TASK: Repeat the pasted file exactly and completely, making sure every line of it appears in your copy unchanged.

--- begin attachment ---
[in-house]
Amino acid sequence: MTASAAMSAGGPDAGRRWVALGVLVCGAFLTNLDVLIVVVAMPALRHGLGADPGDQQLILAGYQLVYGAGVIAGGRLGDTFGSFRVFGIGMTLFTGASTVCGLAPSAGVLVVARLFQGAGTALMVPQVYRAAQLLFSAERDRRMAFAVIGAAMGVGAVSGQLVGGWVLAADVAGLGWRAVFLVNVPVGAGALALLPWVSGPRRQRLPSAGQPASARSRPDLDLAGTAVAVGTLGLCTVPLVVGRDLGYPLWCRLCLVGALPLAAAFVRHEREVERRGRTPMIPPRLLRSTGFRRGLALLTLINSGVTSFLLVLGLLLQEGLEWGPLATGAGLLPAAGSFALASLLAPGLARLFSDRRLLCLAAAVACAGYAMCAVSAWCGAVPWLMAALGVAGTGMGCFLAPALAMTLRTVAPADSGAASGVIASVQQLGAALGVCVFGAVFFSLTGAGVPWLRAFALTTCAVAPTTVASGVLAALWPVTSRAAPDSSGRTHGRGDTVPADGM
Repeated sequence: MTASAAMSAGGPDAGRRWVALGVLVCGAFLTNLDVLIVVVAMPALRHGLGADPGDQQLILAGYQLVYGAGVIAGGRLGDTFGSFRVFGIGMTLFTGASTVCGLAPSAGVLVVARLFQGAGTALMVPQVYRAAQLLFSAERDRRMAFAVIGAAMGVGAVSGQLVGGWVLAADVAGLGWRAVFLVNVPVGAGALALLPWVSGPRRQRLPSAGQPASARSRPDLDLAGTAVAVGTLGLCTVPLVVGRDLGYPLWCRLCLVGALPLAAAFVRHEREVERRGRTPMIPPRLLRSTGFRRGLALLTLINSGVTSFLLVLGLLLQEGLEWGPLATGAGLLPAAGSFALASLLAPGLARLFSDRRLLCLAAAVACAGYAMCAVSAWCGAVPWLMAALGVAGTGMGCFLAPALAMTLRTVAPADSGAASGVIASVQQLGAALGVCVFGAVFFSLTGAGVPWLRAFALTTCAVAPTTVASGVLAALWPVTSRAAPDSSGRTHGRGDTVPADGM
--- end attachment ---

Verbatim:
[in-house]
Amino acid sequence: MTASAAMSAGGPDAGRRWVALGVLVCGAFLTNLDVLIVVVAMPALRHGLGADPGDQQLILAGYQLVYGAGVIAGGRLGDTFGSFRVFGIGMTLFTGASTVCGLAPSAGVLVVARLFQGAGTALMVPQVYRAAQLLFSAERDRRMAFAVIGAAMGVGAVSGQLVGGWVLAADVAGLGWRAVFLVNVPVGAGALALLPWVSGPRRQRLPSAGQPASARSRPDLDLAGTAVAVGTLGLCTVPLVVGRDLGYPLWCRLCLVGALPLAAAFVRHEREVERRGRTPMIPPRLLRSTGFRRGLALLTLINSGVTSFLLVLGLLLQEGLEWGPLATGAGLLPAAGSFALASLLAPGLARLFSDRRLLCLAAAVACAGYAMCAVSAWCGAVPWLMAALGVAGTGMGCFLAPALAMTLRTVAPADSGAASGVIASVQQLGAALGVCVFGAVFFSLTGAGVPWLRAFALTTCAVAPTTVASGVLAALWPVTSRAAPDSSGRTHGRGDTVPADGM
Repeated sequence: MTASAAMSAGGPDAGRRWVALGVLVCGAFLTNLDVLIVVVAMPALRHGLGADPGDQQLILAGYQLVYGAGVIAGGRLGDTFGSFRVFGIGMTLFTGASTVCGLAPSAGVLVVARLFQGAGTALMVPQVYRAAQLLFSAERDRRMAFAVIGAAMGVGAVSGQLVGGWVLAADVAGLGWRAVFLVNVPVGAGALALLPWVSGPRRQRLPSAGQPASARSRPDLDLAGTAVAVGTLGLCTVPLVVGRDLGYPLWCRLCLVGALPLAAAFVRHEREVERRGRTPMIPPRLLRSTGFRRGLALLTLINSGVTSFLLVLGLLLQEGLEWGPLATGAGLLPAAGSFALASLLAPGLARLFSDRRLLCLAAAVACAGYAMCAVSAWCGAVPWLMAALGVAGTGMGCFLAPALAMTLRTVAPADSGAASGVIASVQQLGAALGVCVFGAVFFSLTGAGVPWLRAFALTTCAVAPTTVASGVLAALWPVTSRAAPDSSGRTHGRGDTVPADGM